How production schedules created an odd time warp for Rhone Talsma’s ‘Jeopardy!’ episode
By MixDex Article may include affiliate links
Talsma taped his first game Nov. 9, 2021, which was actually before the game Schneider’s first win was aired Nov. 17, 2021.
How is that possible?
Like many game shows, “Jeopardy!” tapes multiple episodes per day in order to streamline production costs.
“Jeopardy!” typically takes five shows a day for two days a week during select times of the year. That means that after just two calendar days, the show is able to get two weeks’ worth of episodes taped.
That taping schedule means that the show quickly amasses a backlog of episodes yet to air (in Talsma’s case, it was nearly three months before his episode aired).
Obviously, everyone present at the taping knew Schneider had been on a big streak when Talsma stepped behind the lectern before Thanksgiving since the show includes the returning champion’s number of wins and total amount in the open.
Past contestants have said the show has them sign agreements saying they won’t reveal what happens on the show before it airs, but under non-pandemic circumstances it might have been harder to keep things under wraps because the show typically tapes with a studio audience.
These audience members are asked to stay quiet too, though having members of the general public watching can make it harder to keep the outcomes of games quiet.
However, “Jeopardy!” is currently taping with a limited studio audience due to the coronavirus pandemic, so that may have made it easier to keep things a secret.
The show hasn’t been showing its audience on air since the pandemic protocols started.
Prior to the pandemic, part of the audience was dedicated to the pool of potential contestants invited to that day’s taping (they are selected at random to compete). Family members and friends of audience members also can come along and watch the proceedings.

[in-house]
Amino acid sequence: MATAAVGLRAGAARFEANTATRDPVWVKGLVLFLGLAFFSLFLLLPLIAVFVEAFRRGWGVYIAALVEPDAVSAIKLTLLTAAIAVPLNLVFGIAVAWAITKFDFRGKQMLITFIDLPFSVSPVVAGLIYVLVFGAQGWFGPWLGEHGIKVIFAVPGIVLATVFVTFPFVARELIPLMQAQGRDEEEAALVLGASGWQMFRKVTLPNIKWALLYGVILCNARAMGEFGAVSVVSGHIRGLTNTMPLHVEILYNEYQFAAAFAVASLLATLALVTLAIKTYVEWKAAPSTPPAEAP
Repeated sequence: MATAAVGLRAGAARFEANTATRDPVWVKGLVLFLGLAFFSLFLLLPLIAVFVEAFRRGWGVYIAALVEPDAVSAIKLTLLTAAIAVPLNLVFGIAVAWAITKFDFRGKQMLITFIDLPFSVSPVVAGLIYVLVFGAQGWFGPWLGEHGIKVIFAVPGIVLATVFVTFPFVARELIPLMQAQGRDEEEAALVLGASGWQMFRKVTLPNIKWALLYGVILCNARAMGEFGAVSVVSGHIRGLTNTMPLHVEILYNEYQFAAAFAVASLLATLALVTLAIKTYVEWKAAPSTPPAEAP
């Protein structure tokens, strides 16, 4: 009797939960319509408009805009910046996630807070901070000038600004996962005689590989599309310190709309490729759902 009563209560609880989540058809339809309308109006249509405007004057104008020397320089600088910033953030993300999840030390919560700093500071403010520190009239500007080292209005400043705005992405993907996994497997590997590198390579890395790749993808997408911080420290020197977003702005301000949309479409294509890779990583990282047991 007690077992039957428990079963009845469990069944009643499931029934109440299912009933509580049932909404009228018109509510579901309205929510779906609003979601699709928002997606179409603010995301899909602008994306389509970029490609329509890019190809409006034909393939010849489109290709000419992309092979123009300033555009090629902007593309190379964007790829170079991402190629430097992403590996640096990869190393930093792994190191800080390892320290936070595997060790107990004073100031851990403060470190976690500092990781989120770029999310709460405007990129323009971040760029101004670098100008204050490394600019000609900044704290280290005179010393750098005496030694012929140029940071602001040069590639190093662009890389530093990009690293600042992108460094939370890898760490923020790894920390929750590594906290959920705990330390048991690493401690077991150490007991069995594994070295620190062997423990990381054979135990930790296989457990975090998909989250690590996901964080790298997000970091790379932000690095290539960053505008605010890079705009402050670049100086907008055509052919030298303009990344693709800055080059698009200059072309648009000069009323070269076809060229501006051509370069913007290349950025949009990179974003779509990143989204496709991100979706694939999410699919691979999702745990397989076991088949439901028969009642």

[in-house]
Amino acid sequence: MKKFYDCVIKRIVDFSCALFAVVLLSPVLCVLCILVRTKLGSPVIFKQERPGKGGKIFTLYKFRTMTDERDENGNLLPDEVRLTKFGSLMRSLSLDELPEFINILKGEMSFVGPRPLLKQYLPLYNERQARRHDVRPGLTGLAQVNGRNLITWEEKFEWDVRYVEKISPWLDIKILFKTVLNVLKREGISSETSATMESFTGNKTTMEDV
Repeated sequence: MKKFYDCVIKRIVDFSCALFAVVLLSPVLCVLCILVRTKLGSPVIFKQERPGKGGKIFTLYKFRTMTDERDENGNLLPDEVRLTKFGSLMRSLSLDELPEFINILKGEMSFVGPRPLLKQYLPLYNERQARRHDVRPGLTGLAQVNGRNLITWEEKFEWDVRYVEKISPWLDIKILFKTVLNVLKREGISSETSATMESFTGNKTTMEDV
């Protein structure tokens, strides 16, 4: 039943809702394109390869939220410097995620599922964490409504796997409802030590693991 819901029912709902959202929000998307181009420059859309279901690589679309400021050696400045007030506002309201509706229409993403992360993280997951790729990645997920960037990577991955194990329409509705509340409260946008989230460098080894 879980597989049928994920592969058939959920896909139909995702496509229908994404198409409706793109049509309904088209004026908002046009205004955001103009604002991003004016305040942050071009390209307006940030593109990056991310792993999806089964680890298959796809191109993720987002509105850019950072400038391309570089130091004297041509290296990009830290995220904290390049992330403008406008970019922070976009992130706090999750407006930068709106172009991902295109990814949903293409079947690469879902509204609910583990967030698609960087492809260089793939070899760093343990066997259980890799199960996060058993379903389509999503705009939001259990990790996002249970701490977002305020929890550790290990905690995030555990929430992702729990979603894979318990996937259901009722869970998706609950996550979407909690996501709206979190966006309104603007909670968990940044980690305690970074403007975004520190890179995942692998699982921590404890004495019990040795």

It’s not clear how the pandemic has changed this protocol, though the show could be using a masked, socially distanced audience and still likely be in compliance with Hollywood’s COVID protocols. It could also be requiring proof of vaccination or a negative test to be in the audience.
That said, it’s most likely the “Jeopardy!” studio audience is made up of that day’s contestant pool and perhaps a small group of invited guests.
It’s also not uncommon for shows to stop using a general, open studio audiences for certain episodes where things need to be kept “secret” (such as, with sitcoms, season or series finales) so “Jeopardy!” could have done something similar as the Schneider streak continued in order to keep things as quiet as possible — even without the pandemic going on.
For example, the show could have used staffers and their families as audience members or simply gone without one and eliminated audience shots.